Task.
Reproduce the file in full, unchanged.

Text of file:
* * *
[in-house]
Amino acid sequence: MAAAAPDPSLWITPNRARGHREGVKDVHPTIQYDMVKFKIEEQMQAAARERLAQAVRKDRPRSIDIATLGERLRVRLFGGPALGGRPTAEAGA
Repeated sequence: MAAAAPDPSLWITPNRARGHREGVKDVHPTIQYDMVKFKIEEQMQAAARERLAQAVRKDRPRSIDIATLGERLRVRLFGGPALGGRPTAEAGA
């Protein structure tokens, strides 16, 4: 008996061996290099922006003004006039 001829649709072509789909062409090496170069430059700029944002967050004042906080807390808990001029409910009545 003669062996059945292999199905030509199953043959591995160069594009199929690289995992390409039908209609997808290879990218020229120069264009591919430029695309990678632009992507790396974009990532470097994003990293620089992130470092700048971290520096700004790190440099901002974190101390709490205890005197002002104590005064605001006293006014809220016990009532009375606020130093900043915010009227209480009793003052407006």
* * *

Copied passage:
[in-house]
Amino acid sequence: MAAAAPDPSLWITPNRARGHREGVKDVHPTIQYDMVKFKIEEQMQAAARERLAQAVRKDRPRSIDIATLGERLRVRLFGGPALGGRPTAEAGA
Repeated sequence: MAAAAPDPSLWITPNRARGHREGVKDVHPTIQYDMVKFKIEEQMQAAARERLAQAVRKDRPRSIDIATLGERLRVRLFGGPALGGRPTAEAGA
């Protein structure tokens, strides 16, 4: 008996061996290099922006003004006039 001829649709072509789909062409090496170069430059700029944002967050004042906080807390808990001029409910009545 003669062996059945292999199905030509199953043959591995160069594009199929690289995992390409039908209609997808290879990218020229120069264009591919430029695309990678632009992507790396974009990532470097994003990293620089992130470092700048971290520096700004790190440099901002974190101390709490205890005197002002104590005064605001006293006014809220016990009532009375606020130093900043915010009227209480009793003052407006």